In the early Nineties, you didn’t call dancers “strippers.” They treated that word the way black people treat the n-word. In other words, it was okay for them to call themselves that, but no one else better use the term. There’s a reason for the stereotyped dancer that claims she’s only doing it to pay her way through college. The fact is, a lot of them said that. But just as many would tell you proudly that they made between $800 to $1200 a night, and all they had to do was take off their clothes and dance, and show me another job where you can make that kind of scratch, asshole. Most strip clubs had a strict hands-off policy, the customers bought the dancers drinks all night long, they walked away with good cash, and they never dated or slept with anyone who came into their club.
     Which is exactly why I never went to strip clubs. With the help of a couple other doormen, I quickly identified the dancers that began to frequent Back Alley when we opened. I made sure they got at least a couple of drinks on the house, and I made sure they were not bothered, unless they wanted to be. Dancers would often come to the club in packs, and all they wanted was to drink and dance with each other, and be left alone. I did my best to make that happen, and what I got in return was sex. There was always a mutual understanding that it was what it was, and that it might happen again, or it might not. And that was it. The only time it ever went sideways on me was when a particularly lovely dancer, after a crazy night in her bedroom, sent me a thank-you card to my apartment address – which I didn’t know she had, or how she got it. (When the fuck have you ever sent a thank-you card after a one-night stand?) The problem with that was, I was living with a girl at the time. Actually, we might have been engaged at the time. Remember the vegan? Yeah.
     As a young man, I never lived simply. When things were going well, I had a habit of unconsciously (or semi-consciously) fucking them up, in order to make a change that I was too chicken-shit to initiate. I enjoyed being a bouncer; I was good at it, and the job itself was relatively simple (thank you again, Roadhouse). I certainly enjoyed the sex, with dancers, and cocktail servers, and the occasional single mom (or married one) that wanted to take me home. I kind of thought maybe I’d found my niche. Then I took a promotion and everything went to hell.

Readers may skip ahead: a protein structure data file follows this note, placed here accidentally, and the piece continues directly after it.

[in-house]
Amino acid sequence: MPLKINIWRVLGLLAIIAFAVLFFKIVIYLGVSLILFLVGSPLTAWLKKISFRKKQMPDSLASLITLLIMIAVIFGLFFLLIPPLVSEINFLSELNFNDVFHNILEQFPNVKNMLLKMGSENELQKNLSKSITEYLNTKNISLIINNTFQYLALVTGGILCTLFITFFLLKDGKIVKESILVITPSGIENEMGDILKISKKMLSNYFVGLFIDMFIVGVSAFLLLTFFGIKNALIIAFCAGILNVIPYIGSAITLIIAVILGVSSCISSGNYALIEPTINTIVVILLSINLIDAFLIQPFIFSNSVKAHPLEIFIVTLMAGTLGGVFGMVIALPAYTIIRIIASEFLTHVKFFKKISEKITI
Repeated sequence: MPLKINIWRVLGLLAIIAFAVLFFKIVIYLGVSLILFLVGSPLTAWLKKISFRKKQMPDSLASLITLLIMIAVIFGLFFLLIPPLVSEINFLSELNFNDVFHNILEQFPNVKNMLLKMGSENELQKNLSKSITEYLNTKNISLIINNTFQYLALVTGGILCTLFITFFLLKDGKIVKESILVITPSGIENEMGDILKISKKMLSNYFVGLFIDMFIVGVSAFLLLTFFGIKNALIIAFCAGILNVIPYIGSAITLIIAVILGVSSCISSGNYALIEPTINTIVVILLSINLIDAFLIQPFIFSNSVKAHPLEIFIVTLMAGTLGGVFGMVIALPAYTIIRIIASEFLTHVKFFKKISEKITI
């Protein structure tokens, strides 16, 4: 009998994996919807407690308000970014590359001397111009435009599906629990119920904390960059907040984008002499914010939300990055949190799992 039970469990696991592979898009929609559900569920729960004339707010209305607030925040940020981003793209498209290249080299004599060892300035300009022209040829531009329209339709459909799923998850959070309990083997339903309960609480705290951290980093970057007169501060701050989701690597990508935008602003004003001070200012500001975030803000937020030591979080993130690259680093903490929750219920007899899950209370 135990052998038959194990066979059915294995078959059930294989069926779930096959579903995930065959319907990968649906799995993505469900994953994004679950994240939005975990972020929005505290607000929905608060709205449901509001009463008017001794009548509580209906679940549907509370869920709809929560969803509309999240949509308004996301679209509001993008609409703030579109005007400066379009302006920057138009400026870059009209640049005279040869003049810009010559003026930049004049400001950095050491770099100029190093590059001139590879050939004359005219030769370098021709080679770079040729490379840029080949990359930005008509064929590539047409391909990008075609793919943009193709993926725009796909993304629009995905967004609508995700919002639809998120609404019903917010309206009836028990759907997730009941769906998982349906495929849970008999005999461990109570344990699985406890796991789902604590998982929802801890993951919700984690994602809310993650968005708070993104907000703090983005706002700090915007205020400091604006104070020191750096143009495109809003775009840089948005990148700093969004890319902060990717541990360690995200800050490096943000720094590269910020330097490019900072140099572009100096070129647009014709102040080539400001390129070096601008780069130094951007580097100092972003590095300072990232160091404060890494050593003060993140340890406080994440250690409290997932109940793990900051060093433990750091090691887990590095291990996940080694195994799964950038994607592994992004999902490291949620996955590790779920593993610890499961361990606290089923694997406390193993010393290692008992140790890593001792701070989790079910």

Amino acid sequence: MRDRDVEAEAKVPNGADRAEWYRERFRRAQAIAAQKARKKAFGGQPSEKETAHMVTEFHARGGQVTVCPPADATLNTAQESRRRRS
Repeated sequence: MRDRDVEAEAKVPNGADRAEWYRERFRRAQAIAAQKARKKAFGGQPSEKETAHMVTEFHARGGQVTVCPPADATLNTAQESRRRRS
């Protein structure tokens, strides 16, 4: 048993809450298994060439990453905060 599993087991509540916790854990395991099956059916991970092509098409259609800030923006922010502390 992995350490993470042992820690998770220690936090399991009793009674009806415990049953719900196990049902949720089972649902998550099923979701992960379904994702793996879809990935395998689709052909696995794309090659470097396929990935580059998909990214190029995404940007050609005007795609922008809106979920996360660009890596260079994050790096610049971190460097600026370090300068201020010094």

One Saturday night toward closing, the co-owner of the club called me back to his office. Sitting with him was the general manager, a guy he’d recently hired from Michigan, I think. They’d been buddies back in the day. They wanted to know if I’d be interested in the Day Manager position at the club. This was not hourly work; it was salary. Responsibilities included ordering alcohol from suppliers, hiring and firing staff, scheduling repairs to the club, paying the bills, and setting up the cash tills every night for the bartenders. There was a lot more shit I had to do, but at the time all I was thinking was, This is my way in with these guys. There was some scuttlebutt running around the staff that the owners planned to open a second club – in Dallas. I imagined creating a new position for myself: Senior Door Supervisor / Trainer. I accepted the Day Manager job, and continued to work regular shifts as a bouncer. I didn’t like the day job, because it was all the unsexy work that went into operating a club. But I had plans. Big plans.
     In his brilliant book on the restaurant industry, Anthony Bourdain, author of Kitchen Confidential: Adventures in the Culinary Underbelly, has this to say about restaurant owners who sense that their place is losing money, and the public is losing interest:
     He thrashes around in an escalating state of agitation, tinkering with concept, menu, various marketing schemes. As the end draws near, these ideas are replaced by more immediately practical ones: close on Sundays . . . cut back staff . . . shut down lunch. Naturally, as the operation becomes more schizophrenic-one week French, one week Italian-as the poor schmuck tries one thing after another like a rat trying to escape a burning building, the already elusive dining public begins to detect the unmistakable odor of uncertainty, fear and approaching death. And once that distinctive reek begins to waft into the dining room, he may as well lay out petri-dishes of anthrax spores as bar snacks, because there is no way the joint is gonna bounce back.
     The same should be said of nightclub owners.
     The first thing I began to notice was that we weren’t as packed during mid-week as we used to be. Ladies’ Night was thinning out, and if there were no ladies, there certainly wouldn’t be any dudes, except the ones we didn’t want in the club, anyway: the power drinkers and the looking-for-a-fight crowd. The next thing that happened was, management told us they were “relaxing” the dress code policy. I should have seen the end right there. But I liked my job, and I wanted to keep it.
Then they announced we were going to start serving food. They spent thousands of dollars they didn’t have and bought fryers, grills, and broilers. They built an entire commercial kitchen - and didn’t hire anybody to run it. I actually think they made a couple of the bar-backs go in there, and learn how to operate that shit, since the manuals were in Spanish as well as English. When you begin serving food in your nightclub, you’re not a nightclub anymore.
     When the kitchen failed to add customers, they started the concerts. It actually wasn’t a bad idea, but it marked the death of Back Alley as a hip club where people went to see and be seen. Now we were just a fucking concert venue. We hosted The Smithereens, The Stray Cats, Joan Jett and the Blackhearts, Peter Frampton, Cheap Trick, and Eddie Money, to name a few. We also had a concert by an up-and-coming singer songwriter named Chris Whitley, who was completely jacked on heroin, but nevertheless put on a great performance.